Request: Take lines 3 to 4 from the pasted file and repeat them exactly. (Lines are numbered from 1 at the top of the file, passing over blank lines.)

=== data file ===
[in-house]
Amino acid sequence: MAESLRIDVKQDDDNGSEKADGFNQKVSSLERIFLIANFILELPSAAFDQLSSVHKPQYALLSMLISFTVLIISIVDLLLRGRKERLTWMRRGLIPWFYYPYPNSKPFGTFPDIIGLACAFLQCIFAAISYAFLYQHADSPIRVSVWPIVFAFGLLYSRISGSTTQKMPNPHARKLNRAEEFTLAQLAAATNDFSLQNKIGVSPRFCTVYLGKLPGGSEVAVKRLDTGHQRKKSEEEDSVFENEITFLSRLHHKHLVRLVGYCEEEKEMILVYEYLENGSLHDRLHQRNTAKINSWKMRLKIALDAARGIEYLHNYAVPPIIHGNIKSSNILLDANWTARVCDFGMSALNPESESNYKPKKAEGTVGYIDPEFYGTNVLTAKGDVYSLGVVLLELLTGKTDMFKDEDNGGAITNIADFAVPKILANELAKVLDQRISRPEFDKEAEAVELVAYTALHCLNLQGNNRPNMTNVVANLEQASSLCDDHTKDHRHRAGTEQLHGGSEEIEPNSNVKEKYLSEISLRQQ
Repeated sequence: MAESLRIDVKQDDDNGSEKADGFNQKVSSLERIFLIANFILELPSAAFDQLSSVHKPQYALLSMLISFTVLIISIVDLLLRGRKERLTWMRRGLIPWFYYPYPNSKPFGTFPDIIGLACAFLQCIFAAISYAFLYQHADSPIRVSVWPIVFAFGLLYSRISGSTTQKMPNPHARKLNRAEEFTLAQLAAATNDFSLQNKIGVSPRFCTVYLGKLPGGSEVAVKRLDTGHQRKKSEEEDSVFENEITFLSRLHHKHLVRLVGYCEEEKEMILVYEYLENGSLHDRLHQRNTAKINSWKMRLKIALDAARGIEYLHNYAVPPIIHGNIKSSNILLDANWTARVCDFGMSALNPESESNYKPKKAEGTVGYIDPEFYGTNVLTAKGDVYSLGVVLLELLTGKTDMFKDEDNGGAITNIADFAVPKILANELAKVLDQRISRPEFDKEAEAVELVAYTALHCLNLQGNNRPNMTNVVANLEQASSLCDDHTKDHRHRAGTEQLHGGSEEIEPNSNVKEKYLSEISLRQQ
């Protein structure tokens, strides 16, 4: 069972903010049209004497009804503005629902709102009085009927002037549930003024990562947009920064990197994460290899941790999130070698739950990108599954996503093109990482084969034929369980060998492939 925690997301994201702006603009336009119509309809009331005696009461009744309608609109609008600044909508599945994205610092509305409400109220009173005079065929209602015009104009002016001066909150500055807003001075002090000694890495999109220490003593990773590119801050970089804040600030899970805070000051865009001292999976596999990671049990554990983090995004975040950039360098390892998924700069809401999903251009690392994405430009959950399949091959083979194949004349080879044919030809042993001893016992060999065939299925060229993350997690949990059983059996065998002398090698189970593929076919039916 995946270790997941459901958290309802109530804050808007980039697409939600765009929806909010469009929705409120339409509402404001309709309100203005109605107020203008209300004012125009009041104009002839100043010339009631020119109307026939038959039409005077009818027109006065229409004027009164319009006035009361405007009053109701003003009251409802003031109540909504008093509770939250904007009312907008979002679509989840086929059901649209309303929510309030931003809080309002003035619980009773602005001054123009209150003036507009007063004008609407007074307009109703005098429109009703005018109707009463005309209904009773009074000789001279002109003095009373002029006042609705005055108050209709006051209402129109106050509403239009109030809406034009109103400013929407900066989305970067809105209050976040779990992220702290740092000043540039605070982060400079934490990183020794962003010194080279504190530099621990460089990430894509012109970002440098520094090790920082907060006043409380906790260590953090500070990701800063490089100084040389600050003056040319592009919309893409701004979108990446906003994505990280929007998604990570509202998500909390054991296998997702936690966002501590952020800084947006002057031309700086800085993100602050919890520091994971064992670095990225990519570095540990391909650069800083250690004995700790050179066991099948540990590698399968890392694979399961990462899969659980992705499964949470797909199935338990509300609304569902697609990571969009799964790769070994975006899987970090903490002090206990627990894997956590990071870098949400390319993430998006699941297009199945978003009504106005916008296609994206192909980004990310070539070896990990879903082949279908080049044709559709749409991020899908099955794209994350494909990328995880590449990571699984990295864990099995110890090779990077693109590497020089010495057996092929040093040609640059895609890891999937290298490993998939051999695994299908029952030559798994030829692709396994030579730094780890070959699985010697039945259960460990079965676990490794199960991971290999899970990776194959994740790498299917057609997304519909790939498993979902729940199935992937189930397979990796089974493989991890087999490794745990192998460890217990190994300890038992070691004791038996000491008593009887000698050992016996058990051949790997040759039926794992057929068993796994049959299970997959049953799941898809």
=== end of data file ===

Repeated sequence: MAESLRIDVKQDDDNGSEKADGFNQKVSSLERIFLIANFILELPSAAFDQLSSVHKPQYALLSMLISFTVLIISIVDLLLRGRKERLTWMRRGLIPWFYYPYPNSKPFGTFPDIIGLACAFLQCIFAAISYAFLYQHADSPIRVSVWPIVFAFGLLYSRISGSTTQKMPNPHARKLNRAEEFTLAQLAAATNDFSLQNKIGVSPRFCTVYLGKLPGGSEVAVKRLDTGHQRKKSEEEDSVFENEITFLSRLHHKHLVRLVGYCEEEKEMILVYEYLENGSLHDRLHQRNTAKINSWKMRLKIALDAARGIEYLHNYAVPPIIHGNIKSSNILLDANWTARVCDFGMSALNPESESNYKPKKAEGTVGYIDPEFYGTNVLTAKGDVYSLGVVLLELLTGKTDMFKDEDNGGAITNIADFAVPKILANELAKVLDQRISRPEFDKEAEAVELVAYTALHCLNLQGNNRPNMTNVVANLEQASSLCDDHTKDHRHRAGTEQLHGGSEEIEPNSNVKEKYLSEISLRQQ
């Protein structure tokens, strides 16, 4: 069972903010049209004497009804503005629902709102009085009927002037549930003024990562947009920064990197994460290899941790999130070698739950990108599954996503093109990482084969034929369980060998492939 925690997301994201702006603009336009119509309809009331005696009461009744309608609109609008600044909508599945994205610092509305409400109220009173005079065929209602015009104009002016001066909150500055807003001075002090000694890495999109220490003593990773590119801050970089804040600030899970805070000051865009001292999976596999990671049990554990983090995004975040950039360098390892998924700069809401999903251009690392994405430009959950399949091959083979194949004349080879044919030809042993001893016992060999065939299925060229993350997690949990059983059996065998002398090698189970593929076919039916 995946270790997941459901958290309802109530804050808007980039697409939600765009929806909010469009929705409120339409509402404001309709309100203005109605107020203008209300004012125009009041104009002839100043010339009631020119109307026939038959039409005077009818027109006065229409004027009164319009006035009361405007009053109701003003009251409802003031109540909504008093509770939250904007009312907008979002679509989840086929059901649209309303929510309030931003809080309002003035619980009773602005001054123009209150003036507009007063004008609407007074307009109703005098429109009703005018109707009463005309209904009773009074000789001279002109003095009373002029006042609705005055108050209709006051209402129109106050509403239009109030809406034009109103400013929407900066989305970067809105209050976040779990992220702290740092000043540039605070982060400079934490990183020794962003010194080279504190530099621990460089990430894509012109970002440098520094090790920082907060006043409380906790260590953090500070990701800063490089100084040389600050003056040319592009919309893409701004979108990446906003994505990280929007998604990570509202998500909390054991296998997702936690966002501590952020800084947006002057031309700086800085993100602050919890520091994971064992670095990225990519570095540990391909650069800083250690004995700790050179066991099948540990590698399968890392694979399961990462899969659980992705499964949470797909199935338990509300609304569902697609990571969009799964790769070994975006899987970090903490002090206990627990894997956590990071870098949400390319993430998006699941297009199945978003009504106005916008296609994206192909980004990310070539070896990990879903082949279908080049044709559709749409991020899908099955794209994350494909990328995880590449990571699984990295864990099995110890090779990077693109590497020089010495057996092929040093040609640059895609890891999937290298490993998939051999695994299908029952030559798994030829692709396994030579730094780890070959699985010697039945259960460990079965676990490794199960991971290999899970990776194959994740790498299917057609997304519909790939498993979902729940199935992937189930397979990796089974493989991890087999490794745990192998460890217990190994300890038992070691004791038996000491008593009887000698050992016996058990051949790997040759039926794992057929068993796994049959299970997959049953799941898809």